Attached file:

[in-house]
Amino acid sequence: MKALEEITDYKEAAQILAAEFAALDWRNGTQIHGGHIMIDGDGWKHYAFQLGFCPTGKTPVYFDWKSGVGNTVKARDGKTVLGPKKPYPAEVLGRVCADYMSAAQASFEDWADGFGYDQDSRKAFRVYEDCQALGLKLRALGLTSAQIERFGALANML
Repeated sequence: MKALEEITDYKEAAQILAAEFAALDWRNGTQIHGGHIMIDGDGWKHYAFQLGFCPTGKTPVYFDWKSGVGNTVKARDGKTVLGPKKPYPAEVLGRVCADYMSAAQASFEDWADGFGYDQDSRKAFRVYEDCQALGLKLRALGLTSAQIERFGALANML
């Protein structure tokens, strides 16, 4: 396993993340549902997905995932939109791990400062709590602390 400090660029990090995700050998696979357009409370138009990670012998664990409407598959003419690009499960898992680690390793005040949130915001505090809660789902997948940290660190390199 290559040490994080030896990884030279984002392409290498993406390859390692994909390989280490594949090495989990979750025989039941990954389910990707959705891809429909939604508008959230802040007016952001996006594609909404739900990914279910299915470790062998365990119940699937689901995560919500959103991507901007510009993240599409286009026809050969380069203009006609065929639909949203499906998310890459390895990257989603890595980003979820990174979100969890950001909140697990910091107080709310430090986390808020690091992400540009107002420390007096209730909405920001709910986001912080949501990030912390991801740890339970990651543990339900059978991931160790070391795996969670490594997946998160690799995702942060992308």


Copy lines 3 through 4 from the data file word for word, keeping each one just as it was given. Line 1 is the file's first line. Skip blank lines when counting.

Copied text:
Repeated sequence: MKALEEITDYKEAAQILAAEFAALDWRNGTQIHGGHIMIDGDGWKHYAFQLGFCPTGKTPVYFDWKSGVGNTVKARDGKTVLGPKKPYPAEVLGRVCADYMSAAQASFEDWADGFGYDQDSRKAFRVYEDCQALGLKLRALGLTSAQIERFGALANML
């Protein structure tokens, strides 16, 4: 396993993340549902997905995932939109791990400062709590602390 400090660029990090995700050998696979357009409370138009990670012998664990409407598959003419690009499960898992680690390793005040949130915001505090809660789902997948940290660190390199 290559040490994080030896990884030279984002392409290498993406390859390692994909390989280490594949090495989990979750025989039941990954389910990707959705891809429909939604508008959230802040007016952001996006594609909404739900990914279910299915470790062998365990119940699937689901995560919500959103991507901007510009993240599409286009026809050969380069203009006609065929639909949203499906998310890459390895990257989603890595980003979820990174979100969890950001909140697990910091107080709310430090986390808020690091992400540009107002420390007096209730909405920001709910986001912080949501990030912390991801740890339970990651543990339900059978991931160790070391795996969670490594997946998160690799995702942060992308």